Why do you suppose many people struggle with the concept of forgiveness?  I think it is because our view of forgiveness is distorted from what is intended to be.  I went to Webster.com and looked up the definition for forgiveness.  I’ll start with the synonyms of forgiveness; they are absolution, amnesty, pardon, remission and remittal.  The antonyms are penalty, punishment and retribution. 

So, if you commit a crime and are punished for it then there is no forgiveness, unless, perhaps you are pardoned by the judge or governor for your crimes.  So basically to forgive is to pardon and remove responsibility of someone’s actions from them.  Well, I’m not talking about being forgiven from a crime or payment of a debt.  I’m talking about forgiving emotional pain.  I often hear people say, when referring to someone who hurt them, “there is no forgiveness for what they did!”  We get so trapped into our “woundology” that we hold on to the pain and resentment.  We must have someone to blame for hurting us.  We bond with our wounds and to give that up is shattering to most people.  Resentment just happens to be the exact opposite of forgiveness.

Forgiveness of an emotional wound is about cutting the cords that are attached to your pain.  When we forgive we are freeing ourselves from resentment, anger and hostility towards another person.  According to Caroline Myss, author of ‘Why People Don’t Heal,’ “forgiveness is the most powerful thing you can do for your biology. We aren’t designed to age.  We are meant to mature, but not to age.  Aging is the consequence of letting your spirit be distributed in the past and not picking up the pieces because you want to take the past with you.  You keep your spirit in the past when you’re unable to forgive and when you aren’t able to let go of something when time has come to let go.”

Emotions that are stuffed, numbed out by drugs, alcohol or food, aren’t allowed to surface and be experienced.  The wound that caused the negative feelings isn’t healed and forgiveness hasn’t been applied.  Why?  I guess because people perceive it’s too painful.  What is painful is never addressing the wound and allowing it to turn into physical illness.  Yes, I said physical illness.  Old wounds that have not been addressed and forgiven cause things like cancer, auto-immune disorders like lupus and fibromyalgia, heart problems and many more.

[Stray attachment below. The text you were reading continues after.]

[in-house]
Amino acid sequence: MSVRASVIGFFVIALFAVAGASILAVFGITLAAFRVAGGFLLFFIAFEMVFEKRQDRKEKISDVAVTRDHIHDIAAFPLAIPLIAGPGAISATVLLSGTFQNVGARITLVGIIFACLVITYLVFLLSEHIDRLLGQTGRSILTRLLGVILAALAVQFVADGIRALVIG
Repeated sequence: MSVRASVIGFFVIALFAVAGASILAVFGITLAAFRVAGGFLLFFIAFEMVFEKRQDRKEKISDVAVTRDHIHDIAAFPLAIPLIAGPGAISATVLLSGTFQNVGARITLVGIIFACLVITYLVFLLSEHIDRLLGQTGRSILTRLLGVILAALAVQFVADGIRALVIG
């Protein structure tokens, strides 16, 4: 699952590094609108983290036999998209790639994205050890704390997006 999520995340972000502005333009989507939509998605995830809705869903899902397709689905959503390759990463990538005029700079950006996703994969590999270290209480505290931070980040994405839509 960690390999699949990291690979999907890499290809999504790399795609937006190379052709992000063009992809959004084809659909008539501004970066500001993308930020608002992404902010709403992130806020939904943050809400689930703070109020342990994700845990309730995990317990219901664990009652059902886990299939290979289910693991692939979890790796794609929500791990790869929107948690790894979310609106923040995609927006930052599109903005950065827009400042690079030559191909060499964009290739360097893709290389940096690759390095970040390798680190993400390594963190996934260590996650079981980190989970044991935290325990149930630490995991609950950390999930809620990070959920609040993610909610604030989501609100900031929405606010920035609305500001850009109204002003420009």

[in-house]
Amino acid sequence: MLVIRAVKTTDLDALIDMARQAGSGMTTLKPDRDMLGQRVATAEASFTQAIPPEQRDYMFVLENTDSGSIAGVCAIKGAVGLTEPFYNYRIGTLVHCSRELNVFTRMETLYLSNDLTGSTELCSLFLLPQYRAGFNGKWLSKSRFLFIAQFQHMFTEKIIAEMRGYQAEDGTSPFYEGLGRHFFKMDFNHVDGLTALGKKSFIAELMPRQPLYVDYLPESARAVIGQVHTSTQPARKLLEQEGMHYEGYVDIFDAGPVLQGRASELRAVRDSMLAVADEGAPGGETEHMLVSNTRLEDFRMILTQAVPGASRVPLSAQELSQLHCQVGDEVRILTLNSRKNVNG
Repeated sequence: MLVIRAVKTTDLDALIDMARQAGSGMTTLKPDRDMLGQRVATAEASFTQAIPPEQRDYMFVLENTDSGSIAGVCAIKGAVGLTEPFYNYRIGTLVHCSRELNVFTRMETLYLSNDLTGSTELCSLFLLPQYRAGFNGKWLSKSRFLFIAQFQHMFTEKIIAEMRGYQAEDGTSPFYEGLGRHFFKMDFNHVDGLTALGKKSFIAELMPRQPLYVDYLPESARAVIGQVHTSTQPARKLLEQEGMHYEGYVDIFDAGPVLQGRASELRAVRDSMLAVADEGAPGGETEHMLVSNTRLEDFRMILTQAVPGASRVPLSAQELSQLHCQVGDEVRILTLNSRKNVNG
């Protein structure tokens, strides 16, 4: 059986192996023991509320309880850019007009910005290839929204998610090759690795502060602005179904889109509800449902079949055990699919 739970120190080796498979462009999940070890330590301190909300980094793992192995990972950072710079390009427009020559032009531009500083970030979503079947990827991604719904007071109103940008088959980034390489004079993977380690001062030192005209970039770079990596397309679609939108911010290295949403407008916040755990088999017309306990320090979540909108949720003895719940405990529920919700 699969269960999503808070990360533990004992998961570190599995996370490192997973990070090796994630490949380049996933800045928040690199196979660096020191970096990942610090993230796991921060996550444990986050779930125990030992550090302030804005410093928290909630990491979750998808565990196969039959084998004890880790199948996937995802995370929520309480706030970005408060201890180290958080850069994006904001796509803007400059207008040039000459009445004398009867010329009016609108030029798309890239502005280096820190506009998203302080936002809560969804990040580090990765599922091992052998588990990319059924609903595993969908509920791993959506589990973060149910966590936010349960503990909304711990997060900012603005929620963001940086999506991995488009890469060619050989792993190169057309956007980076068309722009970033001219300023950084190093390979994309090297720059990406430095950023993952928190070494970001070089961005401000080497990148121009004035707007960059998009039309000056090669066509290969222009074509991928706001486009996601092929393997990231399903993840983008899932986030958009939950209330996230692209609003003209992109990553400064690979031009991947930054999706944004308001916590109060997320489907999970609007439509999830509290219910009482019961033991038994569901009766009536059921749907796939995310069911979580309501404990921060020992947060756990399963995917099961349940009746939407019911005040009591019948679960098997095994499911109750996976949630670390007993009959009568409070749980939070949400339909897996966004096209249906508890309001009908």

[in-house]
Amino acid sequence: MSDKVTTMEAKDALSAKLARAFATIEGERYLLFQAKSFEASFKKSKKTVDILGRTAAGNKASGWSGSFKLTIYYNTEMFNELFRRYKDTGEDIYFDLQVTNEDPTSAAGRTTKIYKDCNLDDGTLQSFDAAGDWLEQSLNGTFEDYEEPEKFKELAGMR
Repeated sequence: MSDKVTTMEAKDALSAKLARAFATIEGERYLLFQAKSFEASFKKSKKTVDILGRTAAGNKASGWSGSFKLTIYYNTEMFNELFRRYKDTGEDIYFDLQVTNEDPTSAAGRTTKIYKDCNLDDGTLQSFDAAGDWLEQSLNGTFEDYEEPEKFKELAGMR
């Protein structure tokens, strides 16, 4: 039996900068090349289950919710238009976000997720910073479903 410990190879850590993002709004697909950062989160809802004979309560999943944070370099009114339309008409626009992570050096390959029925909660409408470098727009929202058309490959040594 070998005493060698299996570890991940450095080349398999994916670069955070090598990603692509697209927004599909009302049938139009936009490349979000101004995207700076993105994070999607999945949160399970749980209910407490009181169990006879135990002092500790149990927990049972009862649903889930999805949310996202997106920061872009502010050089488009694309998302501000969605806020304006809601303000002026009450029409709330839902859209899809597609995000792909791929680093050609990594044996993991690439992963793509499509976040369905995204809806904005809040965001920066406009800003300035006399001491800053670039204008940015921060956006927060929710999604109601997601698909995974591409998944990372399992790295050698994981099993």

I’m reading another book by Karol K. Truman called ‘Feelings Buried Alive Never Die.’  In this book she discusses the physical dis-ease caused by emotions.  For example, in 2006 I had surgery to remove endometriosis.  The emotional causes of endometriosis are:  deep-seeded unresolved sadness going unanswered, feelings of frustration, feelings of insecurity, lack of self-love, wanting to blame problems on others, lacking in understanding of self and dwelling in old limiting concepts.  Wow!  I was swimming in ALL of it! 

For me that surgery was probably a catalyst to begin healing these old wounds.  In the past five years I’ve done a lot of work on myself in an effort to heal my emotions.  One of the biggest and best things I have done for myself is to learn how to forgive.  I cut these old cords of resentment and allowed them to quit being a burden on me.  I didn’t simply say “I forgive you.”  I have done body work and a lot of emotional healing work.  I learned to allow myself to bask in anger, to feel it and then release it.  I find it ironic that I spent so many years hanging on to my old wounds.  It was very painful and I suffered!  It affected my relationships, belief in myself, my ability to attract more money into my life and took a toll on my physical body. 

Allowing myself to feel hurts like hell in the moment, but as I allow myself to move through it and then release and let go of it, I am amazed at how liberated I feel.  I also learned how to forgive.  I didn’t pat the person or people who hurt me on the head and say “It’s ok. What you did to me is ok.”  I didn’t even have a conversation with them.  It was between me and their higher self.  I left behind the language of blame, guilt, weakness and excuse.  I no longer had the urge to damn the person to hell for hurting me.  I recognize that the people who hurt me had a sacred contract to do so.  Knowing how much pain I was in, I can’t imagine how painful it was for them to fulfill the contract and hurt me the way that they did.  Not only did I learn forgiveness, I learned compassion and empathy too.

Now, don’t get me wrong, this work is a never-ending process.  There is always something new that comes up.  I’m not perfect at it and sometimes I need someone else to facilitate me.  It has also led me to helping other people to heal.  My mess became my message and by learning to forgive I learned how to help others through it too. 

Where has forgiveness benefitted you or do you still have some forgiving to do?  I would love to hear your thoughts on this.  Thank you for reading and learning and growing.